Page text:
Open Compound Domain Adaptation

CVPR, pp. 12403-12412, 2020.

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General Research Fundclear distinctiontarget domainunsupervised domain adaptationsemantic segmentationMore(8+)
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We propose a novel model which includes a self-organizing curriculum domain adaptation to bootstrap generalization and a memory enhanced feature representation to build agility towards open domains

Abstract:

A typical domain adaptation approach is to adapt models trained on the annotated data in a source domain (e.g., sunny weather) for achieving high performance on the test data in a target domain (e.g., rainy weather). Whether the target contains a single homogeneous domain or multiple heterogeneous domains, existing works always assume tha...More

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Introduction
  • Supervised learning can achieve competitive performance for a visual task when the test data is drawn from the same underlying distribution as the training data.
  • Though domain generalization [24, 22] and latent domain adaptation [16, 11] have attempted to tackle complex target domains, most existing works usually assume that there is a known clear distinction between domains [12, 8, 48, 30, 42]
  • Such a known and clear distinction between domains is hard to define in practice, e.g., test images could be collected in mixed, continually varying, and sometimes never seen weather conditions.
  • With numerous factors jointly contributing to data variance, it becomes implausible to separate data into discrete domains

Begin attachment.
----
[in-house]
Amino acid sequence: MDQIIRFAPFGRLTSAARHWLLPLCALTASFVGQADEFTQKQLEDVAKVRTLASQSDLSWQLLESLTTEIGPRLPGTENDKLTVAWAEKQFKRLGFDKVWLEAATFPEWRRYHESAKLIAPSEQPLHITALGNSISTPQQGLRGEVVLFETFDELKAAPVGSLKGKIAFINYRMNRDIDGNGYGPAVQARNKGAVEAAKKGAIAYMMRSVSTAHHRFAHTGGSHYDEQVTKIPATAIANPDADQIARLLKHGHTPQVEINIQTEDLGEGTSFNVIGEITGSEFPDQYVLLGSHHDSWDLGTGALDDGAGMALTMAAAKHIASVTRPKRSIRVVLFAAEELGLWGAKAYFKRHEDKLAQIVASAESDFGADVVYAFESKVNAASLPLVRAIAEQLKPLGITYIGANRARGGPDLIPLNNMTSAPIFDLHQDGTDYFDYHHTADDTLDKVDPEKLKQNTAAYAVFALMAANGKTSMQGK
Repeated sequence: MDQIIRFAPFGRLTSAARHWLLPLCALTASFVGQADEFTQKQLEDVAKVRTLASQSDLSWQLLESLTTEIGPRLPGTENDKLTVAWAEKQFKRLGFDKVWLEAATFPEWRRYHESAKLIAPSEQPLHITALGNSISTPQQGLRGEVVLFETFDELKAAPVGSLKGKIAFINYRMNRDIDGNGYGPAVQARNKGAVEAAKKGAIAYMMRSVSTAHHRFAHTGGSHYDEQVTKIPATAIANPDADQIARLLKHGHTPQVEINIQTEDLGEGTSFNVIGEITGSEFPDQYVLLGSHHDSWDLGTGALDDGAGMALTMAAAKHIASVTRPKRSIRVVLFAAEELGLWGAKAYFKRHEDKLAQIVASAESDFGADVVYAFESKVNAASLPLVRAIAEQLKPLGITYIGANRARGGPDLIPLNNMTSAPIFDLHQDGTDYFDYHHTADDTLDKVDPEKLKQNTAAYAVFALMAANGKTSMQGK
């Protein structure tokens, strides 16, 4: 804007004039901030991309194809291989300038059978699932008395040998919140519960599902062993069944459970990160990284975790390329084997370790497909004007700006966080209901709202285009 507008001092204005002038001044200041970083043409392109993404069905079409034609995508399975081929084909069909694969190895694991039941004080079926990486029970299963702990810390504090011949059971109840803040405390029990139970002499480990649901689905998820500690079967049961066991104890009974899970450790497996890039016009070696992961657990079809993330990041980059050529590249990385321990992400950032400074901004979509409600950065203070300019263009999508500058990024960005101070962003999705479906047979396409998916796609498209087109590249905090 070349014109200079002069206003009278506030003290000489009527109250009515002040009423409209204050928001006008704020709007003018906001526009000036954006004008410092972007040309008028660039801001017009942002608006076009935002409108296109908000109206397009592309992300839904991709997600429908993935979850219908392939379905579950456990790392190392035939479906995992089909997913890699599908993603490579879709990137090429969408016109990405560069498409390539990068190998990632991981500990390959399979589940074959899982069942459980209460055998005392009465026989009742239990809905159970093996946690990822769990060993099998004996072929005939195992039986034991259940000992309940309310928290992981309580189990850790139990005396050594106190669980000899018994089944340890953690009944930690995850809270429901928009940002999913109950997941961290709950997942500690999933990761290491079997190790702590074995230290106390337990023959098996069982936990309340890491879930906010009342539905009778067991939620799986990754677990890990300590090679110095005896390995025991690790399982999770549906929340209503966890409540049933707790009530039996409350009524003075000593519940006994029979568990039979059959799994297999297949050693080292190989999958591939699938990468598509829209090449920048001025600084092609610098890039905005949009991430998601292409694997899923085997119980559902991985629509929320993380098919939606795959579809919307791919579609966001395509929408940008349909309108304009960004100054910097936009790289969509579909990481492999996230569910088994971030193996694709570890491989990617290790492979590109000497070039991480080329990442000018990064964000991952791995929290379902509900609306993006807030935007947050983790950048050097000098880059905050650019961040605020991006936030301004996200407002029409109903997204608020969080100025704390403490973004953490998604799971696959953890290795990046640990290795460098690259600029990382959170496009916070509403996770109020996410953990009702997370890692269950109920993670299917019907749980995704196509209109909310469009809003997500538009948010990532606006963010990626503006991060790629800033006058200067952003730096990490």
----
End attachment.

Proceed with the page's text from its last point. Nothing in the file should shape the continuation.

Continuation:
Highlights
  • Supervised learning can achieve competitive performance for a visual task when the test data is drawn from the same underlying distribution as the training data
  • We propose to study open compound domain adaptation (OCDA), a continuous and more realistic setting for domain
  • We propose a novel approach based on two technical insights into open compound domain adaptation: 1) a curriculum domain adaptation strategy to bootstrap generalization across domain distinction in a data-driven self-organizing fashion and 2) a memory module to increase the model’s agility towards novel domains
  • 2) We develop an open compound domain adaptation solution with two key technical insights: instance-specific curriculum domain adaptation for handling the target of mixed domains and memory augmented features for handling open domains
  • Maximizing the classifier discrepancy increases the robustness to the open domain; it fails to capture the fine-grained latent structure in the compound target domain
  • We propose a novel model which includes a self-organizing curriculum domain adaptation to bootstrap generalization and a memory enhanced feature representation to build agility towards open domains
Methods
  • The authors choose for comparison state-of-the-art methods in both conventional unsupervised domain adaptation (ADDA [48], JAN [30], MCD [42]) and the recent multi-target domain adaptation methods (MTDA [9], BTDA [5], DADA [39]).
  • For the reinforcement learning task, the authors benchmark with MTL, MLP [18] and SynPo [18], a representative work for adaptation across environments.
  • The authors apply these methods to the same backbone networks as ours for a fair comparison